Put simply: IVF offers the best chance of pregnancy, regardless of the cause of your previous infertility. It is also an excellent diagnostic test, providing valuable insight into egg, sperm, and embryo quality, as well as implantation.
Although IVF once carried the stigma of “test-tube babies” – the first of whom was Louise Brown, born in 1978 – and it was initially used only in women with blocked fallopian tubes, it is now a common procedure used for all infertility disorders.
There are 3 clear reasons why IVF offers such a high pregnancy rate:
- Fertilization is optimized by placing the sperm and eggs in close proximity
- The quality of fertility medications continues to improve
- Once fertilized, we can select the highest-quality embryo/blastocyst for transfer
IVF and Multiple Pregnancies
Possibly the most important aspect of IVF is control of potential multiple pregnancies, especially with such concerning twin pregnancy data in Canada:
- The perinatal mortality rate is much higher with twins than a single fetus.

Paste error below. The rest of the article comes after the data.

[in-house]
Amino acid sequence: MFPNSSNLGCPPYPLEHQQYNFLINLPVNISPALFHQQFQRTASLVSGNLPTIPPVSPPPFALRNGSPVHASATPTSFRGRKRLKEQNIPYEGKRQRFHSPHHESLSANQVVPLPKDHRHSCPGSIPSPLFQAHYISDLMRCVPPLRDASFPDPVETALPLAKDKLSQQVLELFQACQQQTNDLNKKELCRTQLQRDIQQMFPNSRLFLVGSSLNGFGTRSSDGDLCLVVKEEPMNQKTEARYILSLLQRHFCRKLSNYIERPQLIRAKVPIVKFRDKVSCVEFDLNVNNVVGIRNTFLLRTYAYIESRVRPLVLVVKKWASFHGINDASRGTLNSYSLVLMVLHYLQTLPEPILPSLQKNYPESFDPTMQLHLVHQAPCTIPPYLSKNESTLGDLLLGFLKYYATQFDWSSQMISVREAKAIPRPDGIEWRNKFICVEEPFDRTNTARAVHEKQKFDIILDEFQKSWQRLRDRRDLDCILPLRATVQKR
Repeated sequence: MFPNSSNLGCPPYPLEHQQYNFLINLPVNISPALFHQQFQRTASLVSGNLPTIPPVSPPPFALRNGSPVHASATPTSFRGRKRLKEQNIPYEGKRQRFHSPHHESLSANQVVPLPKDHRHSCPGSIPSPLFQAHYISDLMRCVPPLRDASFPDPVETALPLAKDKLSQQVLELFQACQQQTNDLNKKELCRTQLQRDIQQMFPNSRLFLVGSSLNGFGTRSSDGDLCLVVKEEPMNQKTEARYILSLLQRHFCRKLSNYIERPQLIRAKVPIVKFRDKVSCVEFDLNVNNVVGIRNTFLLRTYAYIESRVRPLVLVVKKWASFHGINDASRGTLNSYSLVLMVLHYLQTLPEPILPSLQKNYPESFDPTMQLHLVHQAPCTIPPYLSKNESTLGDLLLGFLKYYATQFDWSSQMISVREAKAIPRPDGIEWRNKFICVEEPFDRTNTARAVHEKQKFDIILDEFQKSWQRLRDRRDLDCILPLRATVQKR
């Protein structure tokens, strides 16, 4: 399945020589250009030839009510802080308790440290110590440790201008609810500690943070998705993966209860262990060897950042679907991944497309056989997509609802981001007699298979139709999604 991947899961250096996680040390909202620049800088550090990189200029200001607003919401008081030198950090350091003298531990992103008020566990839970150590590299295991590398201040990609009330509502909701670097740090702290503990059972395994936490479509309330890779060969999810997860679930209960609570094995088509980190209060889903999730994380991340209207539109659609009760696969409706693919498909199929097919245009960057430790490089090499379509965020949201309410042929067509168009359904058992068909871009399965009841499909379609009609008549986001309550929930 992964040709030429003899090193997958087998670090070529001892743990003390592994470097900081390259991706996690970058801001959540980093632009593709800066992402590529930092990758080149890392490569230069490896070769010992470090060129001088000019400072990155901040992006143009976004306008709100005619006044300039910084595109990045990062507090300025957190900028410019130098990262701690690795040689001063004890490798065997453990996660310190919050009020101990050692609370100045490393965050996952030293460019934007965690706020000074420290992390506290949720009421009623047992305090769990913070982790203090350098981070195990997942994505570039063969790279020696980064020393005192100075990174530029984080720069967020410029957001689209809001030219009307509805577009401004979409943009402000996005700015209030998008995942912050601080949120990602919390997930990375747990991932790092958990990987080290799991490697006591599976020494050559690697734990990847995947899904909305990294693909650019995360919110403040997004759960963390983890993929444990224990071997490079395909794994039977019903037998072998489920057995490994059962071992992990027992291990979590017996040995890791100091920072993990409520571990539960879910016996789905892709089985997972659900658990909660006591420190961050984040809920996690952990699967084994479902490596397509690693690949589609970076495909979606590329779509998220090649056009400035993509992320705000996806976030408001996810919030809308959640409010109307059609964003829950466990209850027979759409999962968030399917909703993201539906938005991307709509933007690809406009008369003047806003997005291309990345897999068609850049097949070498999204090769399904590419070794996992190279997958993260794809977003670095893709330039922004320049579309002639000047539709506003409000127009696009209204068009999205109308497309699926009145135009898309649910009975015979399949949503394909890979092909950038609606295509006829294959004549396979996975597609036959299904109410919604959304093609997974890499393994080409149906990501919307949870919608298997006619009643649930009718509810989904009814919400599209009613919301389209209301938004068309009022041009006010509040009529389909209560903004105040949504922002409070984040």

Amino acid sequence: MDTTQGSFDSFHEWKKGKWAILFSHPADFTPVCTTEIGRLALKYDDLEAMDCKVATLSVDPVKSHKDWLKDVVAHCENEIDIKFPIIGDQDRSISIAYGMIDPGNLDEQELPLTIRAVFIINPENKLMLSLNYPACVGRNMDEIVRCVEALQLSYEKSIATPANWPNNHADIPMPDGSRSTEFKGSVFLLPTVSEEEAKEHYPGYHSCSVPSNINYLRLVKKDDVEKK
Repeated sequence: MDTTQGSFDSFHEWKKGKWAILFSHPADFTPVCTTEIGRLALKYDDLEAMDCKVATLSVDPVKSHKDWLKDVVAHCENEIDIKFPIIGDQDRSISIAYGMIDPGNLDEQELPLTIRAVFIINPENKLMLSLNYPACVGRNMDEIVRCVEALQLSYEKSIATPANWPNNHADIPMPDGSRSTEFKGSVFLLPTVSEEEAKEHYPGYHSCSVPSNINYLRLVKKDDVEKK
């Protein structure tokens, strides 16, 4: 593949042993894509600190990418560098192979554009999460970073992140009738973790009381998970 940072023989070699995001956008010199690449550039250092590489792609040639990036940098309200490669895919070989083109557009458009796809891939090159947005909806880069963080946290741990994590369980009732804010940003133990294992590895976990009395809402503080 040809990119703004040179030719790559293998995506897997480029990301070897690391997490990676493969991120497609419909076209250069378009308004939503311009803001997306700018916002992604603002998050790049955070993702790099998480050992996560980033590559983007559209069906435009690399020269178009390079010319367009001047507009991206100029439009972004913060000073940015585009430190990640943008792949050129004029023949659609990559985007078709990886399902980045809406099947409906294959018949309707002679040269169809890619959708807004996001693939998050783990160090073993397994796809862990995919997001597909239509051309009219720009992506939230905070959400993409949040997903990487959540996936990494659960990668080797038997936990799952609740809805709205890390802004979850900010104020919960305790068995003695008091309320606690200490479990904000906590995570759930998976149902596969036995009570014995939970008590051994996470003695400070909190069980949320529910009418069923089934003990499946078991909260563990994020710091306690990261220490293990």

- The more premature the birth, the more likely the children will experience complications and handicaps.
Since the mid-2000’s, the average number of embryos/blastocysts transferred (and implanted) at the MFC has been <2, and our pregnancy rate has not declined. It is now extremely rare for triplets to occur and the rate of twin pregnancies has declined significantly as a result of single blastocyst transfer.
Solving Problems through IVF
Often the problems identified through IVF can be fixed. Here are some common examples…
Problem: 14 eggs were retrieved, but all of them were poor in quality.
Solution: Egg quality can be related to the stimulation protocol or a predisposing condition (such as polycystic ovaries (PCO)). Some women, on the other hand, have poor egg quality for unexplained reasons. Trying a different stimulation protocol or combination of fertility medications, or trying a natural cycle IVF may improve the outcome. Oocyte (female egg cell) donation may be the ultimate solution for women with repetitive poor egg quality identified via IVF.
Problem: Good eggs were retrieved and good blastocysts (embryos) resulted, but a pregnancy didn’t occur.
Solution: This may be due to an implantation problem. It is important to first rule out any uterine abnormalities (such as a uterine septum). Immune testing may also be warranted, especially if a couple has had multiple failures with good-quality embryos.